29 Persei is a single[13] star in the northern constellation of Perseus, located approximately 640 light years away from the Sun based on parallax.[1] It is visible to the naked eye as faint, blue-white hued star with an apparent visual magnitude of 5.16.[2] This object is a member of the Alpha Persei Cluster.[14][15]

29 Persei
Perseus constellation map.svg
Red circle.svg
Location of 29 Persei (circled)
Observation data
Epoch J2000      Equinox J2000
Constellation Perseus
Right ascension 03h 18m 37.74077s[1]
Declination 50° 13′ 19.8341″[1]
Apparent magnitude (V) 5.16[2]
Spectral type B3V[3]
U−B color index −0.56[4]
B−V color index −0.06[4]
Radial velocity (Rv)−1.50[5] km/s
Proper motion (μ) RA: +23.574[1] mas/yr
Dec.: −24.407[1] mas/yr
Parallax (π)5.12 ± 0.29 mas[1]
Distance640 ± 40 ly
(200 ± 10 pc)
Absolute magnitude (MV)−1.31[6]
Mass6.8[7] M
Radius3.9[8] R
Luminosity960[6] L
Surface gravity (log g)4.025±0.113[9] cgs
Temperature16,143[6] K
Metallicity [Fe/H]0.00[10] dex
Rotational velocity (v sin i)120[11] km/s
Other designations
29 Per, BD+49°899, FK5 2188, GC 3934, HD 20365, HIP 15404, HR 987, SAO 23944[12]
Database references
29 Persei is the bright star in the center of this optical light image. 31 Persei is the bright star lower and to the left of 29 Persei.

This is a B-type main-sequence star with a stellar classification of B3 V.[3] During the 1930s it was reported to have a variable radial velocity, but that may instead have been due to instrument error.[16] The star has a high rate of spin, showing a projected rotational velocity of 120 km/s.[11] It has 6.8[7] times the mass of the Sun and about 3.9[8] times the Sun's radius. 29 Persei is radiating 960 times the Sun's luminosity from its photosphere at an effective temperature of 16,143 K.[6]


  1. ^ a b c d e f Brown, A. G. A.; et al. (Gaia collaboration) (August 2018). "Gaia Data Release 2: Summary of the contents and survey properties". Astronomy & Astrophysics. 616. A1. arXiv:1804.09365. Bibcode:2018A&A...616A...1G. doi:10.1051/0004-6361/201833051. Gaia DR2 record for this source at VizieR.
  2. ^ a b Anderson, E.; Francis, Ch. (2012). "XHIP: An extended hipparcos compilation". Astronomy Letters. 38 (5): 331. arXiv:1108.4971. Bibcode:2012AstL...38..331A. doi:10.1134/S1063773712050015. S2CID 119257644. Vizier catalog entry
  3. ^ a b Hoffleit, D.; Warren, W. H. (1995). "VizieR Online Data Catalog: Bright Star Catalogue, 5th Revised Ed. (Hoffleit+, 1991)". VizieR On-line Data Catalog: V/50. Originally Published in: 1964BS....C......0H. 5050. Bibcode:1995yCat.5050....0H.
  4. ^ a b Mallama, A. (2014). "Sloan Magnitudes for the Brightest Stars". The Journal of the American Association of Variable Star Observers. 42 (2): 443. Bibcode:2014JAVSO..42..443M.Vizier catalog entry
  5. ^ Gontcharov, G. A. (2006). "Pulkovo Compilation of Radial Velocities for 35 495 Hipparcos stars in a common system". Astronomy Letters. 32 (11): 759–771. arXiv:1606.08053. Bibcode:2006AstL...32..759G. doi:10.1134/S1063773706110065. S2CID 119231169.
  6. ^ a b c d Silaj, J.; Landstreet, J. D. (2014). "Accurate age determinations of several nearby open clusters containing magnetic Ap stars". Astronomy & Astrophysics. 566: A132. arXiv:1407.4531. Bibcode:2014A&A...566A.132S. doi:10.1051/0004-6361/201321468. S2CID 53370832.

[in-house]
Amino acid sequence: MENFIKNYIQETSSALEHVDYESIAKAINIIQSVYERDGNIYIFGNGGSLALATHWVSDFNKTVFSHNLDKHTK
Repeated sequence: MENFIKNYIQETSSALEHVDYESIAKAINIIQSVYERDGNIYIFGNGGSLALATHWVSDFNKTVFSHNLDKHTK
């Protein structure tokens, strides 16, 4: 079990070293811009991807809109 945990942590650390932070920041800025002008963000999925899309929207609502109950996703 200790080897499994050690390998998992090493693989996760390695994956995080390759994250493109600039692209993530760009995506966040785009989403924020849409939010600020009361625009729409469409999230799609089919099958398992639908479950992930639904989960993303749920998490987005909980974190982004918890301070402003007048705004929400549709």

7. ^ a b Tetzlaff, N.; Neuhäuser, R.; Hohle, M. M. (2011). "A catalogue of young runaway Hipparcos stars within 3 kpc from the Sun". Monthly Notices of the Royal Astronomical Society. 410 (1): 190–200. arXiv:1007.4883. Bibcode:2011MNRAS.410..190T. doi:10.1111/j.1365-2966.2010.17434.x. S2CID 118629873. Vizier catalog entry
  8. ^ a b Pasinetti Fracassini, L. E.; et al. (February 2001), "Catalogue of Apparent Diameters and Absolute Radii of Stars (CADARS)", Astronomy and Astrophysics (Third ed.), 367: 521–524, arXiv:astro-ph/0012289, Bibcode:2001A&A...367..521P, doi:10.1051/0004-6361:20000451, S2CID 425754.
  9. ^ David, Trevor J.; Hillenbrand, Lynne A. (2015), "The Ages of Early-Type Stars: Strömgren Photometric Methods Calibrated, Validated, Tested, and Applied to Hosts and Prospective Hosts of Directly Imaged Exoplanets", The Astrophysical Journal, 804 (2): 146, arXiv:1501.03154, Bibcode:2015ApJ...804..146D, doi:10.1088/0004-637X/804/2/146, S2CID 33401607.
  10. ^ Gontcharov, G. A. (2012). "Dependence of kinematics on the age of stars in the solar neighborhood". Astronomy Letters. 38 (12): 771–782. arXiv:1606.08814. Bibcode:2012AstL...38..771G. doi:10.1134/S1063773712120031. S2CID 118345778. Vizier catalog entry
  11. ^ a b Abt, Helmut A.; Levato, Hugo; Grosso, Monica (2002). "Rotational Velocities of B Stars". The Astrophysical Journal. 573 (1): 359–365. Bibcode:2002ApJ...573..359A. doi:10.1086/340590.
  12. ^ "11 Per". SIMBAD. Centre de données astronomiques de Strasbourg. Retrieved 2019-03-28.
  13. ^ Eggleton, P. P.; Tokovinin, A. A. (September 2008), "A catalogue of multiplicity among bright stellar systems", Monthly Notices of the Royal Astronomical Society, 389 (2): 869–879, arXiv:0806.2878, Bibcode:2008MNRAS.389..869E, doi:10.1111/j.1365-2966.2008.13596.x, S2CID 14878976.
  14. ^ Eggen, Olin J. (October 1998), "The Pleiades and alpha Persei Clusters", The Astronomical Journal, 116 (4): 1810–1815, Bibcode:1998AJ....116.1810E, doi:10.1086/300533
  15. ^ Zuckerman, B.; et al. (June 2012), "Stellar Membership and Dusty Debris Disks in the α Persei Cluster", The Astrophysical Journal, 752 (1): 12, arXiv:1204.3950, Bibcode:2012ApJ...752...58Z, doi:10.1088/0004-637X/752/1/58, S2CID 119207634, 58.
  16. ^ Pesch, Peter (June 1967), "Radial Velocities and Spectral Types of Some Bright Blue Stars in the Old Open Cluster M67", Astrophysical Journal, 148: 781, Bibcode:1967ApJ...148..781P, doi:10.1086/149201